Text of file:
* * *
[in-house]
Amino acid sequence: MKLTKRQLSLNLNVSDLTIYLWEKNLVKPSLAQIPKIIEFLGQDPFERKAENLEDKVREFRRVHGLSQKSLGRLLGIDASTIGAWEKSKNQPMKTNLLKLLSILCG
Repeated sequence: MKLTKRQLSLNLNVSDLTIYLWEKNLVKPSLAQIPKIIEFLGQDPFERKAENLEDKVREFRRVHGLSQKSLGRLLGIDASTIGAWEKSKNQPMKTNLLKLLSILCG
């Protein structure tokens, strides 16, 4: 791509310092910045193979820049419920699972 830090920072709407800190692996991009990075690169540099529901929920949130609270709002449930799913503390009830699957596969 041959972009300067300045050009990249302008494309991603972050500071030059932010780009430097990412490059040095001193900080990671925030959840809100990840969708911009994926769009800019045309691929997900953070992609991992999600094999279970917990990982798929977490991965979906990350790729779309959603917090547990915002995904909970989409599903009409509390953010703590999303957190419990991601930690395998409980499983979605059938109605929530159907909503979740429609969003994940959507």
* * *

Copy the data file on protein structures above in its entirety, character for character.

[in-house]
Amino acid sequence: MKLTKRQLSLNLNVSDLTIYLWEKNLVKPSLAQIPKIIEFLGQDPFERKAENLEDKVREFRRVHGLSQKSLGRLLGIDASTIGAWEKSKNQPMKTNLLKLLSILCG
Repeated sequence: MKLTKRQLSLNLNVSDLTIYLWEKNLVKPSLAQIPKIIEFLGQDPFERKAENLEDKVREFRRVHGLSQKSLGRLLGIDASTIGAWEKSKNQPMKTNLLKLLSILCG
């Protein structure tokens, strides 16, 4: 791509310092910045193979820049419920699972 830090920072709407800190692996991009990075690169540099529901929920949130609270709002449930799913503390009830699957596969 041959972009300067300045050009990249302008494309991603972050500071030059932010780009430097990412490059040095001193900080990671925030959840809100990840969708911009994926769009800019045309691929997900953070992609991992999600094999279970917990990982798929977490991965979906990350790729779309959603917090547990915002995904909970989409599903009409509390953010703590999303957190419990991601930690395998409980499983979605059938109605929530159907909503979740429609969003994940959507």